Size Comparison of a 12.9-Inch iPad with Smaller iPad Models and 13-Inch MacBook Air
Back in May, Korean site ETNews.com reported that Apple was looking at the possibility of launching a 12.9-inch iPad in early 2014 as a larger sibling to the original 9.7-inch iPad and the 7.9-inch iPad mini. The rumor, which included a claim that the device would be called the "iPad Maxi", was quickly brushed aside as a likely inaccurate claim, but late last month The Wall Street Journal brought fresh attention to the rumor with its own claims about Apple testing an iPad with a display "slightly less than 13 inches diagonally".
With the rumors sparking interest in what Apple might be able to do with a significantly larger iPad display, we commissioned CiccareseDesign to create renderings of what such a device might look like compared to the current iPad mini and iPad models, as well as the rumored fifth-generation iPad, which has been claimed to be adopting some of the iPad mini's styling with narrower side bezels.
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Increasing the diagonal measurement of the iPad's display from 9.7 inches to 12.9 inches while maintaining the same 4:3 aspect ratio yields a substantial increase in display area of about 40%, leading us to believe that Apple will not simply scale up the existing iPad resolution to the larger screen size. Doing so would reduce pixel density from the 132 pixels per inch (ppi) or 264 ppi Retina on the current iPad to approximately 99 ppi (198 ppi Retina), making icons and other interface elements extremely large.
If Apple were, however, to maintain the same 132/264 ppi of the current 9.7-inch iPad, this 12.9-inch iPad could conveniently carry an increased resolution of approximately 1366 x 1024 (2712 x 2048 Retina), matching the "HD" display standard in width and exceeding it in height.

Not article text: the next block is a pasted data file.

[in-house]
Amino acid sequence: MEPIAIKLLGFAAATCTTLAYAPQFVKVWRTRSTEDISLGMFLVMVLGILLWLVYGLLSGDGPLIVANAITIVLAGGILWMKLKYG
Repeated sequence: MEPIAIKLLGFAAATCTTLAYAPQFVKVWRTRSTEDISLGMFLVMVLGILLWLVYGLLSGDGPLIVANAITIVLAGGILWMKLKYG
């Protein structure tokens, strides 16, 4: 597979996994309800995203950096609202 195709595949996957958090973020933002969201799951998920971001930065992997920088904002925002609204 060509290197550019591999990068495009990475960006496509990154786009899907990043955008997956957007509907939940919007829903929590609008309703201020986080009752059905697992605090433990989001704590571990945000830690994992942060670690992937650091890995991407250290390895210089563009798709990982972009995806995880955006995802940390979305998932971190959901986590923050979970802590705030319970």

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Speculating that Apple could take this approach with a larger iPad, even though it would necessitate additional work by developers to support the new resolution, we have rendered our 12.9-inch iPad at this higher resolution that maintains the pixel density of the current iPad. Doing so would allow the home screen to display at least one additional row of app icons with some increased spacing, and perhaps even more if spacing were reduced slightly.
Taking things even further, if Apple were to approach the pixel density of the iPad mini's display on this larger iPad, it could offer an even higher resolution of 1600 x 1200 (3200 x 2400 Retina) or 1680 x 1260 (3360 x 2520 Retina) on a display offering twice the area of the iPad mini's display.
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For comparison purposes, we've also rendered this 12.9-inch iPad next to a 13-inch MacBook Air, illustrating how the two devices with nearly identical screen sizes would compare physically. With a higher resolution than the current full-size iPad, the 12.9-inch iPad could be positioned as an even more feasible option to Apple's Mac notebooks for some users.
Apple is expected to launch the fifth-generation iPad within in the September-October timeframe, with an updated iPad mini reportedly carrying a Retina display and following relatively shortly thereafter. The original Korean report suggested that Apple's 12.9-inch iPad could launch early next year, but The Wall Street Journal's more recent report did not include a timeframe and in fact simply noted that Apple has been testing prototypes of the device and that it may ultimately never make it to market.
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